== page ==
from human error and the magnification of near field
associated graph generated, the characteristics of the
effects, which can mask the initial arrival of the
wave and results of the test, including the graph, are
shear wave. In some cases, the cross-over method
saved. All test specifications and results are recorded
may be utilized; however, the travel times found
in a log with the date and time of the test noted. This
using both methods should be compared to make
file is appended as each new data set is recorded,
sure there is no significant deviation.
thus creating a cumulative log of test results.
By utilizing both the travel time and travel
Meanwhile, the graphs are saved to a folder that is
distance, the shear wave velocity can be calculated.
available so previously run experiments are easily system. This is done by aligning the bender element
viewable and accessible. Further signal processing tiles such that they are in tip-to-tip contact, and
can be performed to improve the readability of these transmitting a signal through the sending bender
graphs. element. The time difference between the initiation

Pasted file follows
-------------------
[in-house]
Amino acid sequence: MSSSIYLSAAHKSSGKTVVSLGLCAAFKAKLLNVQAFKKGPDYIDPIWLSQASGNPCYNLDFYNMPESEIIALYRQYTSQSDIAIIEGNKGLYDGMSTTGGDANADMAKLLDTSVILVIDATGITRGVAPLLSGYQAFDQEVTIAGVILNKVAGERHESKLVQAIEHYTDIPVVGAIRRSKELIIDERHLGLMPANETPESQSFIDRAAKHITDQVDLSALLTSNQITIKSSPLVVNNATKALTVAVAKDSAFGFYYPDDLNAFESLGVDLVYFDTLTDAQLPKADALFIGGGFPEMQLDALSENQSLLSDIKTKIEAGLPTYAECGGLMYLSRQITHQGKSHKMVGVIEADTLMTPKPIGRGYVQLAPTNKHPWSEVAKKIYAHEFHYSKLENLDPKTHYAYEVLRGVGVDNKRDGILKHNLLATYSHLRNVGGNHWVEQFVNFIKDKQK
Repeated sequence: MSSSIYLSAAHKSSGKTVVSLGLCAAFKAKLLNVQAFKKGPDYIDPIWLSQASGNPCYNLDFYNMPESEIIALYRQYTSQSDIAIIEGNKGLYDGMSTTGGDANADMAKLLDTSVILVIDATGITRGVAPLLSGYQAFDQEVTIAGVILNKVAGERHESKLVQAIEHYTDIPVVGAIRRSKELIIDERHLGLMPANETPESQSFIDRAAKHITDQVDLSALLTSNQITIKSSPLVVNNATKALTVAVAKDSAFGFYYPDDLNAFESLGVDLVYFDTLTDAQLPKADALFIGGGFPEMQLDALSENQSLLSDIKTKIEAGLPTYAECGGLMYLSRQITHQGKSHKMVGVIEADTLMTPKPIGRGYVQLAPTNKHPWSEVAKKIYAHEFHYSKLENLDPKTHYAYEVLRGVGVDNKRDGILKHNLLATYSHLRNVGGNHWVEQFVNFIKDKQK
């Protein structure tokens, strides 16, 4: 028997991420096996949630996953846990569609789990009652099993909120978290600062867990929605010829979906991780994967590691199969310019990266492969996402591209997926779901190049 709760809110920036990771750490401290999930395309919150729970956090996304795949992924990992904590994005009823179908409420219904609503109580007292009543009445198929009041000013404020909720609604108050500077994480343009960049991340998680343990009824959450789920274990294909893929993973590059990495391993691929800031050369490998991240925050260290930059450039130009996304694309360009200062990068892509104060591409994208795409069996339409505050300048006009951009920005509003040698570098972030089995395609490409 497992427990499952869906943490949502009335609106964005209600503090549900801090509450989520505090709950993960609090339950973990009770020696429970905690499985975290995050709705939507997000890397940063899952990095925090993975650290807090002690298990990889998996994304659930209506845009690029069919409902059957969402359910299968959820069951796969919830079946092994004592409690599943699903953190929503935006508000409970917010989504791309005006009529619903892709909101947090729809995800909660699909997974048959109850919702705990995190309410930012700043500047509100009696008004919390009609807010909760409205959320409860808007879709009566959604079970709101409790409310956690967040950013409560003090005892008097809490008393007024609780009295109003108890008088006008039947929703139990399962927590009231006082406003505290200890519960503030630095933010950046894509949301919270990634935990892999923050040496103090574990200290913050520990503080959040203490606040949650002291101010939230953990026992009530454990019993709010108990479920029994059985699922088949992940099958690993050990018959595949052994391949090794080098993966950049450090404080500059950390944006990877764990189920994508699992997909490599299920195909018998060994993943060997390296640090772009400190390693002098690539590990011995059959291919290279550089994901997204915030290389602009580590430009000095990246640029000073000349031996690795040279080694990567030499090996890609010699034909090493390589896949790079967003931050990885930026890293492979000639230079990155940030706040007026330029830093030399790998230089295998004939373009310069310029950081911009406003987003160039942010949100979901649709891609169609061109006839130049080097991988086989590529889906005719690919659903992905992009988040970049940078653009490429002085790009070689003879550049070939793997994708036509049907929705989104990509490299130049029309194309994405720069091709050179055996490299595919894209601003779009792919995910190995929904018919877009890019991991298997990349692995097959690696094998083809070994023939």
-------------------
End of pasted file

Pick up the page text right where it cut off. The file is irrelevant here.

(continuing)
of the transmitted wave and the first arrival of the
3.2 Bender Element Testing Apparatus received wave is determined.
The calibration completed on the current system
Based on previous work by Landon (2004), an
used an identical signal 25 times in order to find an
apparatus was fabricated to measure shear wave
average time delay. The standard signal utilized had
velocity in soft soil samples using bender elements.
a frequency of 2000 Hz and consisted of 20 pulses
The resulting design is shown in Figure 2 and
with a 0.01 second delay between pulses. An
consists of two mounting posts that can hold the top
average delay time of 8.22x10-6 seconds (8.2 µsec)
cap and base pedestal from the existing triaxial
was measured with a standard deviation of
testing apparatus to be used in the next phase of this
9.08x10-8 sec (0.091 µsec). This is comparable to
research. Each of these end pieces has a bender tile
the range given by Landon (2004) of 6 to 9 µsec.
installed and wired into it. The transmitting bender
While the delay time could have been incorporated
element is installed in the top cap, while the
into the shear wave velocity calculations, it is
receiving bender element is housed in the base
considered insignificant, so it was not considered.
pedestal (Figure 2).
Because both the average delay time is low relative
to the travel time, and the delay time standard
deviation is relatively low, the new system
eliminates a source of adjustment that was variable
within a system (introducing potential errors), and